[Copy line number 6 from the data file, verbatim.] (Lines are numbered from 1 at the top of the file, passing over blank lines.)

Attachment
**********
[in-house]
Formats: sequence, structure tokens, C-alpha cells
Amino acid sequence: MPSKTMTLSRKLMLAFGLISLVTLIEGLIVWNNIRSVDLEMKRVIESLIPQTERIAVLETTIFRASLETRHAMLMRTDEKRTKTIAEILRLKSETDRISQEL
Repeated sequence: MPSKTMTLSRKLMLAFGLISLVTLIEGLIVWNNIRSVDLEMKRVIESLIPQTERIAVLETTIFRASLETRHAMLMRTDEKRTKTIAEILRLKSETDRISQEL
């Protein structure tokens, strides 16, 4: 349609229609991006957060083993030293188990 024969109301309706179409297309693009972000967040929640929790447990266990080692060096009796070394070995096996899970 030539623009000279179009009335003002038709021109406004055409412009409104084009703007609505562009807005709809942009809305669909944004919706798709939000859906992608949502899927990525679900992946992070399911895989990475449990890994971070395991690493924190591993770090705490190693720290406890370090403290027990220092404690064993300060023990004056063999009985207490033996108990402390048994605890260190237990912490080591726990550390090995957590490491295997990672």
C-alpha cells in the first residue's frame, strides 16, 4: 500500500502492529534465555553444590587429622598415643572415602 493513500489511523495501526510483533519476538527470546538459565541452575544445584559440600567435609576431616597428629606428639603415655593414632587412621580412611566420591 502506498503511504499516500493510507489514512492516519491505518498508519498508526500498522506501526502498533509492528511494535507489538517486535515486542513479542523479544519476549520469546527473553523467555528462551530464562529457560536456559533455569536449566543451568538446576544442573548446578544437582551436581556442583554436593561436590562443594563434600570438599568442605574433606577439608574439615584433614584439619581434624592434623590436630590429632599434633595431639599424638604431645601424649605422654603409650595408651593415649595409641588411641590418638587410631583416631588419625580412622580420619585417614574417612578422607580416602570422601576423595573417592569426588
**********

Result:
C-alpha cells in the first residue's frame, strides 16, 4: 500500500502492529534465555553444590587429622598415643572415602 493513500489511523495501526510483533519476538527470546538459565541452575544445584559440600567435609576431616597428629606428639603415655593414632587412621580412611566420591 502506498503511504499516500493510507489514512492516519491505518498508519498508526500498522506501526502498533509492528511494535507489538517486535515486542513479542523479544519476549520469546527473553523467555528462551530464562529457560536456559533455569536449566543451568538446576544442573548446578544437582551436581556442583554436593561436590562443594563434600570438599568442605574433606577439608574439615584433614584439619581434624592434623590436630590429632599434633595431639599424638604431645601424649605422654603409650595408651593415649595409641588411641590418638587410631583416631588419625580412622580420619585417614574417612578422607580416602570422601576423595573417592569426588